Venice Tours and Tips


Hidden Venice Tour

On a whim, Michael and I took a two-hour walking tour which promised to show us “hidden Venice.”  In a paraphrase of an old axiom, we waited for the guide at the top of the Rialto Bridge with high aspirations but low expectations.  Boy, were we wrong, and never have I been so glad to BE wrong.  The tour was informative and fascinating.  Our guide not only knew her art, history and city, but dished up an abundance of facts and sights without once losing our interest.  From historical facts to artistic details to recipes for different “spritz”, the Italian version of a spritzer, we had a packed two hours roaming the San Paolo and San Cassiano sectors of Venice.  Below is just a few samplings from the tour.

The Rialto Bridge was the first permanent bridge built over the Grand Canal. The Rialto itself has been the heart of Venice for centuries, boasting the city’s largest market, as well as the central banking and trading venue in Venice. The ancient market, still thriving today, is on the left side of the canal in the above picture.

Despite the presence of the bridge, we learned that many Venetians, after doing their day’s shopping at the market,  prefer to take the special two-man “ferry” gondolas across the Grand Canal, rather than schlep their heavily laden bags up and over the bridge. These larger gondolas require two oarsmen, or gondoliers, both to propel the large vessels as well as to avoid the boat traffic on the canal.  The route is directly across the canal from the market side to the right bank in the above photo, a distance of about 150 feet.  (I think the guide was too polite to say that an additional motivating factor was to avoid the hordes of tourists on the bridge!)

And that brings me to the subject of gondola vs. sandolo.  Our guide pointed out the difference:  the gondolas are higher-prowed, and larger, while the sandolos are smaller, lower, and flatter than their more elegant cousins.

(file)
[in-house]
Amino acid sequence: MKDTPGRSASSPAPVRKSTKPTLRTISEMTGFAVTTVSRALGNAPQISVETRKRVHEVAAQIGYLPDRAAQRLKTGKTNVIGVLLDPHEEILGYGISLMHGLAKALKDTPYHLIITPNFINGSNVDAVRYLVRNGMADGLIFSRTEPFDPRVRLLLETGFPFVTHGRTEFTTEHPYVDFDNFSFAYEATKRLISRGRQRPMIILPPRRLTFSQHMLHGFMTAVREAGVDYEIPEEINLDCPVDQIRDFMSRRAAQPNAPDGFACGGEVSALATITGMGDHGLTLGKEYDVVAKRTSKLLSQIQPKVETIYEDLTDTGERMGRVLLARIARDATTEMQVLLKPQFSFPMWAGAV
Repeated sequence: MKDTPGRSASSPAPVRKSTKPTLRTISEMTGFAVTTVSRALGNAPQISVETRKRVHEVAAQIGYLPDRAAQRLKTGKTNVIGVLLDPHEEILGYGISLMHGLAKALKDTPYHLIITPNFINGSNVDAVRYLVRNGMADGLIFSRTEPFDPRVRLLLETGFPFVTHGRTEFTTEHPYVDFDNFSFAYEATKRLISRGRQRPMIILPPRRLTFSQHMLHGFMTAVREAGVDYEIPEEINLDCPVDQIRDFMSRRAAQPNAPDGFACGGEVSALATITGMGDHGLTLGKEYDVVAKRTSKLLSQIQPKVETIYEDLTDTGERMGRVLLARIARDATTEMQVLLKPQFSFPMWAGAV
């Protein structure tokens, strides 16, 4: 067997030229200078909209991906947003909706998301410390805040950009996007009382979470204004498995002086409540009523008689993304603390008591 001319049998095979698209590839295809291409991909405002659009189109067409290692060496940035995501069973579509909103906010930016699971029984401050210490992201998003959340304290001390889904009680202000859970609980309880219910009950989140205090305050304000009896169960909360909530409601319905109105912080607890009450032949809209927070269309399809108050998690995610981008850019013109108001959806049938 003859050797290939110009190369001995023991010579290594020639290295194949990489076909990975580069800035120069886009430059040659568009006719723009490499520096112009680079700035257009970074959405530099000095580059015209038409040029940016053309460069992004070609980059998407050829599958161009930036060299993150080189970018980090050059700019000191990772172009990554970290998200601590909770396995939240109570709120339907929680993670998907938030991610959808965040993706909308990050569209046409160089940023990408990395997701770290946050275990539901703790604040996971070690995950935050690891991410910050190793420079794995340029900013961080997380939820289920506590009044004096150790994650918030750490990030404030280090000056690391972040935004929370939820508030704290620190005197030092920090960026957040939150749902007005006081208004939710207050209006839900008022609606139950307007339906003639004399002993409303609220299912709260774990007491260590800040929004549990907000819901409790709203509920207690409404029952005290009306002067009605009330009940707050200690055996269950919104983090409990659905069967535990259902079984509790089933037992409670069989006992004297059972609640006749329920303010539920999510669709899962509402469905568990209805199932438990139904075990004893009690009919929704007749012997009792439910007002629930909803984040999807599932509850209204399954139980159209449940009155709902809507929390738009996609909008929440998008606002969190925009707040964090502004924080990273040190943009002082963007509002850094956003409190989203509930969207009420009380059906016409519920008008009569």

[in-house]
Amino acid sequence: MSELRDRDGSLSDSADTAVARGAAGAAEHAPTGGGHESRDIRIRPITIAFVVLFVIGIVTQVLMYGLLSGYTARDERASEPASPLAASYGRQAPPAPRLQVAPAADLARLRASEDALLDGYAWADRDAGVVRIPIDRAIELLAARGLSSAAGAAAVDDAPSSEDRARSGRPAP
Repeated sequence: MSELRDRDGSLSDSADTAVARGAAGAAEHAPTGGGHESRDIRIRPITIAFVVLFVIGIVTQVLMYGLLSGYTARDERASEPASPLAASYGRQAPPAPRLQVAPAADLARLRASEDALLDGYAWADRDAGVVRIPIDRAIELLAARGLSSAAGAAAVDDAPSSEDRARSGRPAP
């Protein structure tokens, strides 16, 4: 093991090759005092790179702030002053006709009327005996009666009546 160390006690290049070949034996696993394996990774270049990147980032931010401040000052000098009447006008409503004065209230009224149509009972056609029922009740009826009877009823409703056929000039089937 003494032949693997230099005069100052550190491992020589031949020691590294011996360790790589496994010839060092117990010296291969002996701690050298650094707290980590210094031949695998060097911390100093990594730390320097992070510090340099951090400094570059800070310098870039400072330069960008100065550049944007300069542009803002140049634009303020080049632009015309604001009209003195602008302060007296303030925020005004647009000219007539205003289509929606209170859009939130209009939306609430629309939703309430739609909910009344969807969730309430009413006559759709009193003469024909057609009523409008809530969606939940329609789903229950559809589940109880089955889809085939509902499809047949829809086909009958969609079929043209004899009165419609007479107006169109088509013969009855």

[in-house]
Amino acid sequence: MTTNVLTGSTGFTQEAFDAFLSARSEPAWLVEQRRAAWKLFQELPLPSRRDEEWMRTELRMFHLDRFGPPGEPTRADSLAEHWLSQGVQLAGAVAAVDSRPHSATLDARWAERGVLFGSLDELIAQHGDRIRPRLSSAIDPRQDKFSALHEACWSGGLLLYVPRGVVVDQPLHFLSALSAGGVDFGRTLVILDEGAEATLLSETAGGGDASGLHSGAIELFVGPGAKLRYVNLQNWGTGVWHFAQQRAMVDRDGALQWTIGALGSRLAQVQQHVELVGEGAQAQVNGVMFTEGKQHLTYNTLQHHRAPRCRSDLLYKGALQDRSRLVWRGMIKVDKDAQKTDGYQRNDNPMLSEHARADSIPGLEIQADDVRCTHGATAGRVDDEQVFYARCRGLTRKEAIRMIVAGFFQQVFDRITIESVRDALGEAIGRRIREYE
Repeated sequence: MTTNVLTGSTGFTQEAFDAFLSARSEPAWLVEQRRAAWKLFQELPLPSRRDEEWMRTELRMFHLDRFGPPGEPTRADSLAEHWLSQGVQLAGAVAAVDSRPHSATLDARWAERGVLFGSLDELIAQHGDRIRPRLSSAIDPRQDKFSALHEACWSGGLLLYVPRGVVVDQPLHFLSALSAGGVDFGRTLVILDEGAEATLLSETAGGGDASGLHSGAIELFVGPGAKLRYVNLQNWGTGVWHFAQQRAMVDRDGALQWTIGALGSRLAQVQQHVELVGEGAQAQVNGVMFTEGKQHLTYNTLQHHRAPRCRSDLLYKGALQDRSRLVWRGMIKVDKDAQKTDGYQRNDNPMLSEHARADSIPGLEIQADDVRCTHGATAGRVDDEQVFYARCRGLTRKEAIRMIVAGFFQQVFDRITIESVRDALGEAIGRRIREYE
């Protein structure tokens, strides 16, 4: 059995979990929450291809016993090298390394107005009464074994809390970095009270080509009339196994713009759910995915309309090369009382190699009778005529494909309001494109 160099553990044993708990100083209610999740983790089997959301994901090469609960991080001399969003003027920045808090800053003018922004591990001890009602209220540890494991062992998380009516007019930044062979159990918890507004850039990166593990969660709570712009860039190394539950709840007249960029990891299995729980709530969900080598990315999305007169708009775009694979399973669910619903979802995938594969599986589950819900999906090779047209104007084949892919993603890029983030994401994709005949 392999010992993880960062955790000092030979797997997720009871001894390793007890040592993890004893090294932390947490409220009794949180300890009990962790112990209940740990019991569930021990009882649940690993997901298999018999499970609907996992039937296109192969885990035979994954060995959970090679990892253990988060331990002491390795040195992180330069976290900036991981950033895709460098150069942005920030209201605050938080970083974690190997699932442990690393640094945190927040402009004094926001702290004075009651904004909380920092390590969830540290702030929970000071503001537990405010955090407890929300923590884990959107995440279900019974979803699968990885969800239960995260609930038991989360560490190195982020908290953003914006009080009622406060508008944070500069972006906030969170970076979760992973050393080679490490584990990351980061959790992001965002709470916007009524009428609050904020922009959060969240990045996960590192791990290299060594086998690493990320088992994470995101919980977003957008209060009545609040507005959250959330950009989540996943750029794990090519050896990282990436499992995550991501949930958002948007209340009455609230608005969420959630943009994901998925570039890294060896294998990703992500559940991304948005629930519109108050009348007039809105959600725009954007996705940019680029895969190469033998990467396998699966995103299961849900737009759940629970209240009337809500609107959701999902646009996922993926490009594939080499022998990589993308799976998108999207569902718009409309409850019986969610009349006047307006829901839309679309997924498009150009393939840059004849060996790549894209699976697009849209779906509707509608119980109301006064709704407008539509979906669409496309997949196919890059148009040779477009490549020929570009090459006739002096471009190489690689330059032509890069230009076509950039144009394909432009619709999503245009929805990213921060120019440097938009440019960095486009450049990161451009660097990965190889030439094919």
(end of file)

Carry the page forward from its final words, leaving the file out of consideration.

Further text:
You can see the difference in the prows and lines in the above:  the sandolo is in the foreground, with moored gondolas behind.

A Venetian spice shop, the only one left on this street in the city that used to be the crossroads of the lucrative spice trade

Spice Street, as loosely translated from the Venetian dialect.

From about 1000 to 1500 C.E., Venice was the mistress of the Mediterranean, effectively conducting and controlling sea trade between the Asian and Islamic worlds and Europe.  Their control was hard-won and, at times, at great cost to this small republic.  Yet, through their intrepid seamanship, shrewd negotiation and trade savvy, the Venetians managed to attain the pinnacle in the spice and silk and other trade for 500 years.  Of course, many times Venice had to resort to warfare with its neighbors, primarily with arch rival Genoa, in order to maintain supremacy.  Yet several times the Venetians also managed to take on — and beat — a somewhat (at times) united Europe, the Byzantine empire, and even a succession of popes.  More than once a pope threatened excommunication, and at least twice excommunicated the entire city trying to reign in this unruly, independent-minded republic.  It took two world-changing events in the 15th century to topple the mighty Venice:  Columbus’ “discovery” of the New World and Vasco de Gama’s discovery of the sea route around Africa.  Both forever changed the balance of both trade and power in Europe, and Venice never quite recovered its former position as a sea power.  I won’t go further into further detail, but I will recommend a fascinating book that covers this period in Venice’s history:  City of Fortune:  How Venice Ruled the Seas, by Roger Crowley.

Sadly, the sole spice shop remaining on Ruga dei Spezieri  is the one above.